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Tuesday, 25 June 2019

Ebola Inevitably Reaches Uganda: ‘Everybody Was Waiting for the Outbreak to Arrive’

GULU and KAMPALA, Uganda—Earlier this month, a family with a five-year-old boy left the Democratic Republic of the Congo and entered Uganda. They skirted the official crossing point, using an unmarked footpath. The family had attended the burial of a relative in Congo, who had died of Ebola.

Since the Ebola epidemic in Congo began in August 2018, more than 1,500 people have perished, making it the largest Ebola outbreak ever in Congo and the second-largest on record. The virus has been notoriously difficult to treat and contain, due to Congo’s instability and its porous borders. Unrest in Congo has sent more than 37,000 refugees streaming into Uganda since the beginning of last year, while other Congolese nationals regularly cross the border to trade.




Given these conditions, Uganda’s Ministry of Health sprang into action. It coordinated a national task force to prepare for Ebola’s inevitable spread, uniting national and international partners, and investing some $18 million in various protection measures, with financial support from major international donors.

“Everybody was waiting for the outbreak to arrive,” says Isabel Amoros, a former medical coordinator for Medecins Sans Frontieres in Uganda.

A positive test result, confirming that the five-year-old had Ebola, was almost a foregone conclusion. The latest Ebola outbreak had arrived in Uganda. The boy’s brother and grandmother were soon infected as well. In mid-June, all three of them died.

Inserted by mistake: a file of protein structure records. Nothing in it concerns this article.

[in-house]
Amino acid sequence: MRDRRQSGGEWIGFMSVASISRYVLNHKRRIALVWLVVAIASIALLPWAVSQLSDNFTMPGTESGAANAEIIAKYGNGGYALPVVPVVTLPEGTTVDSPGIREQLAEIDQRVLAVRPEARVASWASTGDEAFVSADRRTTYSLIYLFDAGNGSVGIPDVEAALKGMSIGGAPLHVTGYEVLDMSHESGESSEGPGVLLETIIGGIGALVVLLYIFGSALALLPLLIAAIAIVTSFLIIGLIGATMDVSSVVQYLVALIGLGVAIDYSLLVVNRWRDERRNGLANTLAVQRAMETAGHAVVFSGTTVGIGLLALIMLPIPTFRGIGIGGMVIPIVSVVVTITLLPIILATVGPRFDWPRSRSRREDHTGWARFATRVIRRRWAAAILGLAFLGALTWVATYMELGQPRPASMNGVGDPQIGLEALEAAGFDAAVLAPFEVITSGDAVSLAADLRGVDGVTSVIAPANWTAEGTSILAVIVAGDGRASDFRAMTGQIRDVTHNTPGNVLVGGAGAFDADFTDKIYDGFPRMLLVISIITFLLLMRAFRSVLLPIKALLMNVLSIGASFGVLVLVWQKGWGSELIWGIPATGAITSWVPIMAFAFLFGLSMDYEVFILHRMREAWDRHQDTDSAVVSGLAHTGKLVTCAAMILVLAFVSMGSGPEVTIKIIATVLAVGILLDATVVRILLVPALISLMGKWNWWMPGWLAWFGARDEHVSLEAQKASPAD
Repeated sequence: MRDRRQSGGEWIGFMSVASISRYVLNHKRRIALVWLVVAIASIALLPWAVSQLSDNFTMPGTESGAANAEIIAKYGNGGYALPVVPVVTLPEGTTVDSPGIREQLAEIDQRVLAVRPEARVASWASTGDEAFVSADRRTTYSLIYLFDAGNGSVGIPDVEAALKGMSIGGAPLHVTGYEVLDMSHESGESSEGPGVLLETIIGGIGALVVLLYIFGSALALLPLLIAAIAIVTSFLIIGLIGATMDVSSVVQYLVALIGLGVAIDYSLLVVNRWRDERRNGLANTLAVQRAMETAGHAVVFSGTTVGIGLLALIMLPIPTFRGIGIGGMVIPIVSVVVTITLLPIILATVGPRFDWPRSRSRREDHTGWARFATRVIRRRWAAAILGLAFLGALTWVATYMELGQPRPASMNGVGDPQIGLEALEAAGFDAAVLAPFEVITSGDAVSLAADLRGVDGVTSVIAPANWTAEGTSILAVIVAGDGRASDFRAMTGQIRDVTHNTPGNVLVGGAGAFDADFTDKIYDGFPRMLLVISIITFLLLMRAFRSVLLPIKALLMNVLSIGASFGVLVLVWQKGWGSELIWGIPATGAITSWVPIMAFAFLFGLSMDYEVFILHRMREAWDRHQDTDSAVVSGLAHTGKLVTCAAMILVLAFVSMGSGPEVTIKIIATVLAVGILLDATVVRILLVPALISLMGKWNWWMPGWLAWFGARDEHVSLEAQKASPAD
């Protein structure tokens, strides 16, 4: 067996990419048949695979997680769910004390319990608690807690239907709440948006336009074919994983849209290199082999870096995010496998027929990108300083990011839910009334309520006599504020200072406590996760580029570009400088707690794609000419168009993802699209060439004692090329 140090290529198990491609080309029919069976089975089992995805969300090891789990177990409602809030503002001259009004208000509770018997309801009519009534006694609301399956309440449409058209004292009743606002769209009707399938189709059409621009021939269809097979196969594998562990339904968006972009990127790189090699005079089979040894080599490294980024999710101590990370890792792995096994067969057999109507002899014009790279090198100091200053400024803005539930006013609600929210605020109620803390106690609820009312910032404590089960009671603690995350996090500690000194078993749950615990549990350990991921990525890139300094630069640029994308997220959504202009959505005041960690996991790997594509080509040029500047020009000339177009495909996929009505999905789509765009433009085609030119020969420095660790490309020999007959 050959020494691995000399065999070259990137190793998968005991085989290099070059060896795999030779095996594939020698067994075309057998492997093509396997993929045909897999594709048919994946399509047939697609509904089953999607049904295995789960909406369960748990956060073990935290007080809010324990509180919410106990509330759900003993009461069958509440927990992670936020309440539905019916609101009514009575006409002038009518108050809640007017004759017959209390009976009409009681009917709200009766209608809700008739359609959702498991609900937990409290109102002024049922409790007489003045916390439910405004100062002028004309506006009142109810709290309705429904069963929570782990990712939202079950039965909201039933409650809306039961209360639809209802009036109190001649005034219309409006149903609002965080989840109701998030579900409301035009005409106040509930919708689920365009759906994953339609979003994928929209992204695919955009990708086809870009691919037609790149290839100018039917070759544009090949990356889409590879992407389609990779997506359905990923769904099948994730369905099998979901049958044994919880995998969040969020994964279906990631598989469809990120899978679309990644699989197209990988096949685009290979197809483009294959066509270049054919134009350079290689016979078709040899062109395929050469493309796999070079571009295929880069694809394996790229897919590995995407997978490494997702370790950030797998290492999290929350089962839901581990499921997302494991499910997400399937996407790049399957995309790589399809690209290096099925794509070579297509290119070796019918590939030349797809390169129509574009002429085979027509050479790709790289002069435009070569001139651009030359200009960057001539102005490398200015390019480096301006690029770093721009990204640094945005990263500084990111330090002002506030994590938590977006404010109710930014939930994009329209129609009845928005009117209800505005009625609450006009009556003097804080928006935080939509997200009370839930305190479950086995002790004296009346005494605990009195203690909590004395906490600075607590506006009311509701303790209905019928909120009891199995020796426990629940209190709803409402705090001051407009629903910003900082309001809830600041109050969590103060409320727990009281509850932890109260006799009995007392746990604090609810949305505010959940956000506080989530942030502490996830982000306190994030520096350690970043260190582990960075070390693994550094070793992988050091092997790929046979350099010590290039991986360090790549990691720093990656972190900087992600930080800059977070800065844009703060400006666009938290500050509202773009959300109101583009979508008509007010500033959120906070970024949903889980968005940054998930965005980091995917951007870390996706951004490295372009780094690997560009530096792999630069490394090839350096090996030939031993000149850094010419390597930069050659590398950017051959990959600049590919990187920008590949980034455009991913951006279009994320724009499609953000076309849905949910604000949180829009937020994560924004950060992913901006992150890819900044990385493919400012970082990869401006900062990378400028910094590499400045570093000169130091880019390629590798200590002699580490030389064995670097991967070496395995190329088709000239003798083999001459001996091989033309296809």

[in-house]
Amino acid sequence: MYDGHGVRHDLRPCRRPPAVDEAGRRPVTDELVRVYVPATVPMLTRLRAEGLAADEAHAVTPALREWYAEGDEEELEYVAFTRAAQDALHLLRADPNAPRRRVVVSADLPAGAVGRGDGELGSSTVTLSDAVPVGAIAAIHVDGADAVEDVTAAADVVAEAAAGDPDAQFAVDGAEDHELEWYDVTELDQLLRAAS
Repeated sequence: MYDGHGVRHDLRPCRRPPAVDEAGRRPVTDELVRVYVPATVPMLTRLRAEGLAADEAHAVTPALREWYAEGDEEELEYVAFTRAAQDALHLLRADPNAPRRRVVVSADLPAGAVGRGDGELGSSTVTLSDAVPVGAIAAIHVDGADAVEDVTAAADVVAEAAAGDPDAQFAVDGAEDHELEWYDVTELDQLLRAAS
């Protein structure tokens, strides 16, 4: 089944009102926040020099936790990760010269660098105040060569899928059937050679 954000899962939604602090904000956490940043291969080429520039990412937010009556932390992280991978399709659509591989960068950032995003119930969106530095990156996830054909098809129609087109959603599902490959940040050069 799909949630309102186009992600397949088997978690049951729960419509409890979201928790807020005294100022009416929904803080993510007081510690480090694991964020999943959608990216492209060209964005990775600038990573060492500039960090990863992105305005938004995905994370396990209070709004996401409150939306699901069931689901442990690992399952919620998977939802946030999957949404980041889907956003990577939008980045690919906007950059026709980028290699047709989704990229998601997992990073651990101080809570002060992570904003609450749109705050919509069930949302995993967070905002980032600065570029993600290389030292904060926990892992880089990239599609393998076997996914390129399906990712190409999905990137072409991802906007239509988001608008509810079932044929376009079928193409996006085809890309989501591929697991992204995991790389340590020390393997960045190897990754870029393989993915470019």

The current outbreak is by no means the only time Ugandan doctors and authorities have had to contend with Ebola. The virus first appeared in northern Uganda in 2000, during the height of the insurgency by the Lord’s Resistance Army.

At St. Mary’s Hospital, just outside the town of Gulu, Matthew Lukwiya led a small team of doctors and nurses who set up an isolation ward and cared for the sick, laboring to contain the outbreak at the time. The risks were enormous. Ebola, which has treatments but no cure, is spread via infected bodily fluids, and corpses are also highly contagious.

During the 2000 outbreak, Lukwiya contracted the virus himself, a devastating blow for everyone who worked with him. “It was like being hit on the head with a hammer,” wrote missionary Elio Croce, who kept a detailed journal of that epidemic. Lukwiya had led the charge in Uganda against Ebola; he died just nine days after falling ill.

According to Cyprian Opira, the current executive director of St. Mary’s Hospital, many health workers remain inspired by Lukwiya’s sacrifice. “Ugandan health workers are easier to convince to work on the isolation ward because of his example,” Opira says, adding that advanced protection systems give them additional confidence.

Uganda suffered four more Ebola outbreaks after Lukwiya’s death, each allowing the country to bolster its prevention measures.

“When we heard of this outbreak in Congo, it was yet another opportunity to strengthen our systems even further,” Minister of Health Jane Aceng told WPR in an interview. In order to curtail the spread of Ebola in the country, the national task force has engaged in numerous preparedness activities over the past 10 months.

So far, Ebola has been contained to one district in Uganda. But the ongoing outbreak in Congo means the virus could cross the border once more.

Among other initiatives, experts identified a total of 22 high-risk districts, and pre-positioned supplies so they could quickly reach areas where an Ebola outbreak was most likely. An experimental vaccine was also administered to health workers long before Ebola reached Uganda, making it the first country to preemptively employ the vaccine.